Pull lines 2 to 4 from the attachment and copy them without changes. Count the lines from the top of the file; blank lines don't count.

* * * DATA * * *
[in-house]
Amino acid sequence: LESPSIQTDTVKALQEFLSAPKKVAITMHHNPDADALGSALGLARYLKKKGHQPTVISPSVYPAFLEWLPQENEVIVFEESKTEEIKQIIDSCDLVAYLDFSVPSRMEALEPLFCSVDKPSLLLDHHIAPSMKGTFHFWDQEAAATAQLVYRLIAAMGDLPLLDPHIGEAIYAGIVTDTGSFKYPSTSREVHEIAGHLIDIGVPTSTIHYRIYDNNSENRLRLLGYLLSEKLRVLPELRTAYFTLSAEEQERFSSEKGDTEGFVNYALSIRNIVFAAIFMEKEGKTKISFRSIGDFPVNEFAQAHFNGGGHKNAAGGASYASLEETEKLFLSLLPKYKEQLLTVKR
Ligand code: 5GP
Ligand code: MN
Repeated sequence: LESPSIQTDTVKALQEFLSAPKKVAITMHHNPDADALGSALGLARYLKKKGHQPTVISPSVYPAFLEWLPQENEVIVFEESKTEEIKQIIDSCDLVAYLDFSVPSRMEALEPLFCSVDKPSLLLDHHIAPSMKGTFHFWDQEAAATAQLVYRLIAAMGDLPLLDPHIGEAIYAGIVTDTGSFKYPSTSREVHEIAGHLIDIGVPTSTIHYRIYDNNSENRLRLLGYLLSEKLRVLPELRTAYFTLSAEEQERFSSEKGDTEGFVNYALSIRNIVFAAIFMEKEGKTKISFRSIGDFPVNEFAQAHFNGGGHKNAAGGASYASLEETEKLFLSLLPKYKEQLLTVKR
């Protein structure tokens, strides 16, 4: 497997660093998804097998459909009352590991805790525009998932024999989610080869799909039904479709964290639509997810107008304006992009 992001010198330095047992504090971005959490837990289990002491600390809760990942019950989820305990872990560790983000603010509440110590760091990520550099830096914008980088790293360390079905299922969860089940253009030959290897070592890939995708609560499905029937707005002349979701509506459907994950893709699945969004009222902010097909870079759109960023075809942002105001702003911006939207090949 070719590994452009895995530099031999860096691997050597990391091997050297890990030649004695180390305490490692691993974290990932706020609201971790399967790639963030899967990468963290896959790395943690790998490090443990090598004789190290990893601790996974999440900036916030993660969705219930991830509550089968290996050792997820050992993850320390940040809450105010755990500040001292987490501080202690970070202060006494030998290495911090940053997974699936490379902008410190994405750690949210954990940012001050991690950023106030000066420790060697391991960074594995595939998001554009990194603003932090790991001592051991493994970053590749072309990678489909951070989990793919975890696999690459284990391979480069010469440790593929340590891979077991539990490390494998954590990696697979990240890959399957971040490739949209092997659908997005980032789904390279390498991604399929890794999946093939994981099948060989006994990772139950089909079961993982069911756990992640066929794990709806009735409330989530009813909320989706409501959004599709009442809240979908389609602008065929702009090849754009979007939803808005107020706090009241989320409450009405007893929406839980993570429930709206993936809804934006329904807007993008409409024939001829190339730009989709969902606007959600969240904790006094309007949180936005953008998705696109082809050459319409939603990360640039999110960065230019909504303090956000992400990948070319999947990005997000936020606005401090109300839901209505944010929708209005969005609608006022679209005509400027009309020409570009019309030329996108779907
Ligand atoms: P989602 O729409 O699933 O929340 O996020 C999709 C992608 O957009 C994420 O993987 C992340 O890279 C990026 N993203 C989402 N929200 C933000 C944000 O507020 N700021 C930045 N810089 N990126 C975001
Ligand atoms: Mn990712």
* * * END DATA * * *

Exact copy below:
Amino acid sequence: LESPSIQTDTVKALQEFLSAPKKVAITMHHNPDADALGSALGLARYLKKKGHQPTVISPSVYPAFLEWLPQENEVIVFEESKTEEIKQIIDSCDLVAYLDFSVPSRMEALEPLFCSVDKPSLLLDHHIAPSMKGTFHFWDQEAAATAQLVYRLIAAMGDLPLLDPHIGEAIYAGIVTDTGSFKYPSTSREVHEIAGHLIDIGVPTSTIHYRIYDNNSENRLRLLGYLLSEKLRVLPELRTAYFTLSAEEQERFSSEKGDTEGFVNYALSIRNIVFAAIFMEKEGKTKISFRSIGDFPVNEFAQAHFNGGGHKNAAGGASYASLEETEKLFLSLLPKYKEQLLTVKR
Ligand code: 5GP
Ligand code: MN